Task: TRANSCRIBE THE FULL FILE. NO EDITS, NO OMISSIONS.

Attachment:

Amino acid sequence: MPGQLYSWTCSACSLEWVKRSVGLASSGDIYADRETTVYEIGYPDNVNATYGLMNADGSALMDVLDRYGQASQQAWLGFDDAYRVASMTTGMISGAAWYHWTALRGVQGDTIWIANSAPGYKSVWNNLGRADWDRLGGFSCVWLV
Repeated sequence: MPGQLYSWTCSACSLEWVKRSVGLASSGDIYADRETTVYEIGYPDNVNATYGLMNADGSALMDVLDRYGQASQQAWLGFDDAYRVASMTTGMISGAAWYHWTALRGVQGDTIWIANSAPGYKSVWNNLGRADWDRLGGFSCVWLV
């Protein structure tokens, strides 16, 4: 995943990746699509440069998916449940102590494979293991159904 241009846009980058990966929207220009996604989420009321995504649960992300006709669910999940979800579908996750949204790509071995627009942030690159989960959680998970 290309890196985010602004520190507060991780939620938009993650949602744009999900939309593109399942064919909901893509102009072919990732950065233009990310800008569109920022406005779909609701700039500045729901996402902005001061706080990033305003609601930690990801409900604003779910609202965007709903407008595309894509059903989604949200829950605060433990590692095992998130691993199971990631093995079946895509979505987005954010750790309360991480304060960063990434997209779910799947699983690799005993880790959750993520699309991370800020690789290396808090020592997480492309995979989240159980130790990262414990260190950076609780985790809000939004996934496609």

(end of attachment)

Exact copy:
Amino acid sequence: MPGQLYSWTCSACSLEWVKRSVGLASSGDIYADRETTVYEIGYPDNVNATYGLMNADGSALMDVLDRYGQASQQAWLGFDDAYRVASMTTGMISGAAWYHWTALRGVQGDTIWIANSAPGYKSVWNNLGRADWDRLGGFSCVWLV
Repeated sequence: MPGQLYSWTCSACSLEWVKRSVGLASSGDIYADRETTVYEIGYPDNVNATYGLMNADGSALMDVLDRYGQASQQAWLGFDDAYRVASMTTGMISGAAWYHWTALRGVQGDTIWIANSAPGYKSVWNNLGRADWDRLGGFSCVWLV
């Protein structure tokens, strides 16, 4: 995943990746699509440069998916449940102590494979293991159904 241009846009980058990966929207220009996604989420009321995504649960992300006709669910999940979800579908996750949204790509071995627009942030690159989960959680998970 290309890196985010602004520190507060991780939620938009993650949602744009999900939309593109399942064919909901893509102009072919990732950065233009990310800008569109920022406005779909609701700039500045729901996402902005001061706080990033305003609601930690990801409900604003779910609202965007709903407008595309894509059903989604949200829950605060433990590692095992998130691993199971990631093995079946895509979505987005954010750790309360991480304060960063990434997209779910799947699983690799005993880790959750993520699309991370800020690789290396808090020592997480492309995979989240159980130790990262414990260190950076609780985790809000939004996934496609």